Malaysia is going all out to establish its reputation as a regional hub for higher education for students from across Asia – and the rest of the world.
At the Transforming Education Summit held recently in Abu Dhabi, Malaysian Deputy Prime Minister Tan Sri Muhyiddin Yassin announced that education is the top priority for the country moving forward:
“We have come to grips with the fact that the world economy is now increasingly driven by knowledge and innovation. The future economic growth and global prosperity will therefore depend on our success in making the pursuit of innovation through quality education as the prime mover of economic development,” he said.
The goal is to have Malaysia become the world’s sixth-biggest education exporting country by 2020 with a target of 200,000 international students.
In the government’s efforts to become renowned as a study destination it is:
- leaning on the private sector to help provide industry-relevant education;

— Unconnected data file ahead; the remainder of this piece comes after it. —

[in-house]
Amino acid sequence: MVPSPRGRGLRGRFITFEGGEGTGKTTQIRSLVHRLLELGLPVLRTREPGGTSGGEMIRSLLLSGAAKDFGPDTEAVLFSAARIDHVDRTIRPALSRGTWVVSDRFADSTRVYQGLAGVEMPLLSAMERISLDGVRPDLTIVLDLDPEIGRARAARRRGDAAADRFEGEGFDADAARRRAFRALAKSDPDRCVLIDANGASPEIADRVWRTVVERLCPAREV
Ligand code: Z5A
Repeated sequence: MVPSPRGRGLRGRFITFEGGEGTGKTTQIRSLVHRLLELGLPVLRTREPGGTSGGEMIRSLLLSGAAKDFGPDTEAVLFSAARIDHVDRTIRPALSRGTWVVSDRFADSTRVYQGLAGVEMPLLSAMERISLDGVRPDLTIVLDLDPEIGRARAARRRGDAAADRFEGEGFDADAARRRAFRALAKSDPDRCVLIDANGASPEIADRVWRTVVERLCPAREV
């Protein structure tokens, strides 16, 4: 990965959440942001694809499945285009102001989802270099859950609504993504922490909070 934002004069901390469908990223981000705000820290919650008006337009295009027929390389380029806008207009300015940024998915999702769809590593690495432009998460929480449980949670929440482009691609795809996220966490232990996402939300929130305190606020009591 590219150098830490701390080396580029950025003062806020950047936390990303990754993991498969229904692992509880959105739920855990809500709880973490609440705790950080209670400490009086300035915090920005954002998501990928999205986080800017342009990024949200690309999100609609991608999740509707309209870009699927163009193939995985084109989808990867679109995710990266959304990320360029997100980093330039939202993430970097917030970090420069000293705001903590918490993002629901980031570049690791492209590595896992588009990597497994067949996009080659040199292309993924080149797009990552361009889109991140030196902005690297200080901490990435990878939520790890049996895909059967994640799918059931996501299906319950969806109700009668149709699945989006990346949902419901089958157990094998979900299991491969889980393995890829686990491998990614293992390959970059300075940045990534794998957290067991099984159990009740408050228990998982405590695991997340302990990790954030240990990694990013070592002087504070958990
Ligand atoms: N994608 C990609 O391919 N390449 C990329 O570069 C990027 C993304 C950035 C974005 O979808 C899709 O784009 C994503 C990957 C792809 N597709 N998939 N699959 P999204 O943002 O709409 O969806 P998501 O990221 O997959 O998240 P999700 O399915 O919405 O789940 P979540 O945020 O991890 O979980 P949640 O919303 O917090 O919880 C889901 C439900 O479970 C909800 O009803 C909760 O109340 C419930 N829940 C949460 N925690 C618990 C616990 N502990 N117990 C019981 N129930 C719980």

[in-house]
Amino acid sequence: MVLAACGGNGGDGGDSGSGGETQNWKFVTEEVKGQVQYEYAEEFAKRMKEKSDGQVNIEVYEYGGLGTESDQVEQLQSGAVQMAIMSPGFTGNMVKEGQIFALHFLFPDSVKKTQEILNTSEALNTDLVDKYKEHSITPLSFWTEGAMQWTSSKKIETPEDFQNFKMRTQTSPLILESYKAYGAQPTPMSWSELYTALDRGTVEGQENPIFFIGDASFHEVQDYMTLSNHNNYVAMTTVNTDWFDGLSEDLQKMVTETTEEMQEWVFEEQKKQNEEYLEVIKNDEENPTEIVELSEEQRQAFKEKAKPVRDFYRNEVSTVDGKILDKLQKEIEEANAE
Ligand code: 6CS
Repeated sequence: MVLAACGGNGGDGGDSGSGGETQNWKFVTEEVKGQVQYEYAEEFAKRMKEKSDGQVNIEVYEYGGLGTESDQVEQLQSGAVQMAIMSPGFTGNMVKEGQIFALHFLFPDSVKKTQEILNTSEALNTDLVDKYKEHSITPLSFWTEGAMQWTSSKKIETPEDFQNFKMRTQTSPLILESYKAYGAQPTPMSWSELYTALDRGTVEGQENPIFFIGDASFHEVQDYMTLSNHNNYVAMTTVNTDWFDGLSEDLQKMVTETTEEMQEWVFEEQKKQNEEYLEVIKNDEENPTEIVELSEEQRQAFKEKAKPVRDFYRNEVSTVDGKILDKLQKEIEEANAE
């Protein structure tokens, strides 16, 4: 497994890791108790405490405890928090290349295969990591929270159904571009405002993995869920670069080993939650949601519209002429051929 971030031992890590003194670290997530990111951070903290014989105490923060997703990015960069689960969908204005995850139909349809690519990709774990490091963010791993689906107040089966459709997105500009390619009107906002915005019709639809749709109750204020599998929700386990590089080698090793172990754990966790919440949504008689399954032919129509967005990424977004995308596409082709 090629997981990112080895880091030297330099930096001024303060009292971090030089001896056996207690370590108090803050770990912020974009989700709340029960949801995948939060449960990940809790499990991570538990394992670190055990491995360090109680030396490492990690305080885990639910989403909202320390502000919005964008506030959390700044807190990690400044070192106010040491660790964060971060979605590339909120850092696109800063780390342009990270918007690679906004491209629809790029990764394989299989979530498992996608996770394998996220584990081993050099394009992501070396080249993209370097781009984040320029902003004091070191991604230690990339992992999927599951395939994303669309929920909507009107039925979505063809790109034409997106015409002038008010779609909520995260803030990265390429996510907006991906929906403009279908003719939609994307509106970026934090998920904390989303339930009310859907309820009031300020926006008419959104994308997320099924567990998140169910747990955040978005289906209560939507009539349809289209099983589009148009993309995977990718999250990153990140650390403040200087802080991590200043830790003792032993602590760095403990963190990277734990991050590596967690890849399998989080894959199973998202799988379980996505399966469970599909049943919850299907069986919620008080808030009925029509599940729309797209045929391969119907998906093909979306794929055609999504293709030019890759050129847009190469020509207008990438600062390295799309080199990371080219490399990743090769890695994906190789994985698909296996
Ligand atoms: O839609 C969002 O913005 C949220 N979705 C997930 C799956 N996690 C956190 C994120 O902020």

- streamlining and easing up immigration processes for students;
- setting up a marketing arm to promote the country’s universities;
- investing in niche study areas like Islamic finance/banking and executive education for which the country can be known internationally;
- attracting foreign universities to set up branch campuses in Malaysia.
Malaysia has already shown that it can harness its education sector to fuel economic growth. When it was devastated in the 1997 economic downturn, it decided to strengthen its education system as a counter to the damage by such means as:
- convincing its student population to study in Malaysia rather than overseas;
- establishing twinning programmes with reputable foreign universities;
- attracting international students to study in Malaysia;
- establishing branch colleges and universities in India, Vietnam, and Sri Lanka.
Community engagement to be a Malaysian strength